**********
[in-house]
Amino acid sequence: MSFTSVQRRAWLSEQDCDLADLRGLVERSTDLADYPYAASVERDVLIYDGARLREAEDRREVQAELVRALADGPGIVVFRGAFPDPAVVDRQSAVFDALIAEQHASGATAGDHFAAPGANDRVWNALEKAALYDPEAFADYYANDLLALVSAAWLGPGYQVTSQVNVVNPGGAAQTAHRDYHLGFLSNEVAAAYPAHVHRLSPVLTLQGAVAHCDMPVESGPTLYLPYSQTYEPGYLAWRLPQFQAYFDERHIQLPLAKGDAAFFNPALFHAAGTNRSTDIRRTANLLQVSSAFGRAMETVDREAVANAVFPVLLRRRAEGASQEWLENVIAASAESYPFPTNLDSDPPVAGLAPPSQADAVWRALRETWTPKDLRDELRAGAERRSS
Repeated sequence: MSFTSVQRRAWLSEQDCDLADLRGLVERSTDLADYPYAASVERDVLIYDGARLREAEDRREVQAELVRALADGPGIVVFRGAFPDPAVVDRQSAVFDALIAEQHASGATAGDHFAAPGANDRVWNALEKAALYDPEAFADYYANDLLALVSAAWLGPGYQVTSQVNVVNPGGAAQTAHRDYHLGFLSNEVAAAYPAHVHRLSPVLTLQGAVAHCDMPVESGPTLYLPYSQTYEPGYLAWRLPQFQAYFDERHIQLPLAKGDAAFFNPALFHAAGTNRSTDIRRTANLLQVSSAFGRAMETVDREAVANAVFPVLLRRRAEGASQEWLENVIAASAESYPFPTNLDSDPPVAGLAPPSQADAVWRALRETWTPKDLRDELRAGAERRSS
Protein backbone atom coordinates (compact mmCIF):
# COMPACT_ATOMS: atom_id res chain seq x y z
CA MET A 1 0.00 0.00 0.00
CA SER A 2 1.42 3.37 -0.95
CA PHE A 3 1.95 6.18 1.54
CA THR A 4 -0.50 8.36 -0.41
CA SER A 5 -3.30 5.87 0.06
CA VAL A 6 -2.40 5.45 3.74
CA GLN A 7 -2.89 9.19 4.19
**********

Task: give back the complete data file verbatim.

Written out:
[in-house]
Amino acid sequence: MSFTSVQRRAWLSEQDCDLADLRGLVERSTDLADYPYAASVERDVLIYDGARLREAEDRREVQAELVRALADGPGIVVFRGAFPDPAVVDRQSAVFDALIAEQHASGATAGDHFAAPGANDRVWNALEKAALYDPEAFADYYANDLLALVSAAWLGPGYQVTSQVNVVNPGGAAQTAHRDYHLGFLSNEVAAAYPAHVHRLSPVLTLQGAVAHCDMPVESGPTLYLPYSQTYEPGYLAWRLPQFQAYFDERHIQLPLAKGDAAFFNPALFHAAGTNRSTDIRRTANLLQVSSAFGRAMETVDREAVANAVFPVLLRRRAEGASQEWLENVIAASAESYPFPTNLDSDPPVAGLAPPSQADAVWRALRETWTPKDLRDELRAGAERRSS
Repeated sequence: MSFTSVQRRAWLSEQDCDLADLRGLVERSTDLADYPYAASVERDVLIYDGARLREAEDRREVQAELVRALADGPGIVVFRGAFPDPAVVDRQSAVFDALIAEQHASGATAGDHFAAPGANDRVWNALEKAALYDPEAFADYYANDLLALVSAAWLGPGYQVTSQVNVVNPGGAAQTAHRDYHLGFLSNEVAAAYPAHVHRLSPVLTLQGAVAHCDMPVESGPTLYLPYSQTYEPGYLAWRLPQFQAYFDERHIQLPLAKGDAAFFNPALFHAAGTNRSTDIRRTANLLQVSSAFGRAMETVDREAVANAVFPVLLRRRAEGASQEWLENVIAASAESYPFPTNLDSDPPVAGLAPPSQADAVWRALRETWTPKDLRDELRAGAERRSS
Protein backbone atom coordinates (compact mmCIF):
# COMPACT_ATOMS: atom_id res chain seq x y z
CA MET A 1 0.00 0.00 0.00
CA SER A 2 1.42 3.37 -0.95
CA PHE A 3 1.95 6.18 1.54
CA THR A 4 -0.50 8.36 -0.41
CA SER A 5 -3.30 5.87 0.06
CA VAL A 6 -2.40 5.45 3.74
CA GLN A 7 -2.89 9.19 4.19